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Woody Herman – 1963


Three big bands remained true to swing in the Sixties: those of Duke Ellington, Count Basie and Woody Herman. Although the Count ventured into the spheres of James Bond and the Beatles, and despite the Duke’s musical hits, it was Woody Herman who best made the transition into the world of new sounds and compositions. The “Herds” (as Woody called his various bands, with himself as shepherd) galloped through the second half of the 20th century, leaving giant footprints in the history of jazz.

In stock

SKU: Philips PHS 600-065 [2] Categories: , , , Tags: , ,


In October 1962, several top-notch soloists joined Woody Herman in the New York Studio: Bill Chase, the highly individual trumpeter; Sal Nistico, the excellent arranger and tenor sax soloist; and Phil Wilson, the trombonist who battled against the elemental forces of the “Herd” saxophonists. Most impressive of all, however, is the big band sound, the fierce vitality, with which the almost fully newly-assembled band canters through originals and new arrangements like Sister Sadie by Horace Silver or Joe Newman’s Molasses. These numbers were certainly no easy fare for the young musicians, but Woody leads the soloists brilliantly through the programme, never keeping them on too tight a rein.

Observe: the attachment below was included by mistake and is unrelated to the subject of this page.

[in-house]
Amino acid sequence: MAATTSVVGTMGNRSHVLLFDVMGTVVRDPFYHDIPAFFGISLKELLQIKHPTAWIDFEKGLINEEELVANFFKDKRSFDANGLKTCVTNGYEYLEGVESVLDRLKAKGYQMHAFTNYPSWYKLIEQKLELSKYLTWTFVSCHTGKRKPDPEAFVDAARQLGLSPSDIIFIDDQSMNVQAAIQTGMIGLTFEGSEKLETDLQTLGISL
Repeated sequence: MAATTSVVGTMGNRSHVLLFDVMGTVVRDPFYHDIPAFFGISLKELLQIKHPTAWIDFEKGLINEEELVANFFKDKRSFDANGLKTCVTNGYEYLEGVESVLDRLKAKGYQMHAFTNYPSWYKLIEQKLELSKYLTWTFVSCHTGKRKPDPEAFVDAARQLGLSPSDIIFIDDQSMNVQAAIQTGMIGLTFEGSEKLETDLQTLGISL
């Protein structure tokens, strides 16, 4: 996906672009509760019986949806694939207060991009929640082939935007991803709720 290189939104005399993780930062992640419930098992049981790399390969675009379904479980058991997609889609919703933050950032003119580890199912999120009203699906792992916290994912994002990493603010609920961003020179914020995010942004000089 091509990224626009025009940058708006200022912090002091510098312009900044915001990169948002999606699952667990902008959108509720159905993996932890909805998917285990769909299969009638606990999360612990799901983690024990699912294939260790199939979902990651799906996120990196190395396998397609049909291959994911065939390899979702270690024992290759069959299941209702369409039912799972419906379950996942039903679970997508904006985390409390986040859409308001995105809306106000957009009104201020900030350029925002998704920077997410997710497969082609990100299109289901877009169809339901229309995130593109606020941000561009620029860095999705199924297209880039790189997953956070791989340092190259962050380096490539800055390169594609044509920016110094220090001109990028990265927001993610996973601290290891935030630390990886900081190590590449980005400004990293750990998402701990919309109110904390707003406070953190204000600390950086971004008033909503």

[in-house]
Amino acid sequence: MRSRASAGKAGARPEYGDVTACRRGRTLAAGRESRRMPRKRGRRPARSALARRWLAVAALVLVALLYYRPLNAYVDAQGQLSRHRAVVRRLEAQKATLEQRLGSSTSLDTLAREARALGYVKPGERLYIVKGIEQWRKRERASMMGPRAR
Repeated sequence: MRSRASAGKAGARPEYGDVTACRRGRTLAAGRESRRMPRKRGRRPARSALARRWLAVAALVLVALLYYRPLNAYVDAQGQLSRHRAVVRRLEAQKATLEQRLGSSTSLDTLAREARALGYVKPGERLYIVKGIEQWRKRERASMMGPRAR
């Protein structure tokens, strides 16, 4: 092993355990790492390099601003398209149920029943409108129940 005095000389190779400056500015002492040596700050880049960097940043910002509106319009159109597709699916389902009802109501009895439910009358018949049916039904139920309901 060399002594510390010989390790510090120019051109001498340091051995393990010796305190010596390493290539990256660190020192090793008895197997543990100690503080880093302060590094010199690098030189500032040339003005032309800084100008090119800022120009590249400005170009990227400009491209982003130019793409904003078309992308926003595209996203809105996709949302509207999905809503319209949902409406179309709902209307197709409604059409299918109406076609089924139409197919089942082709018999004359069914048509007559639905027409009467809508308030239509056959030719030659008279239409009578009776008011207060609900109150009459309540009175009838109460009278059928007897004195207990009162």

The music on this Philips LP is modern and timeless, and has been recorded using the very best stereo technique. The album is a must for everyone – not just for big band fans.


1. Mo-Lasses
2. Blues For J.P.
3. Don’t Get Around Much Anymore
4. Tunin’ In
5. Sister Sadie
6. Sig Ep
7. It’s A Lonesome Old Town (When You’re Not Around)
8. Camel Walk


Additional information

Weight 0.480 kg
Dimensions 32.0 × 32.0 × 2.0 cm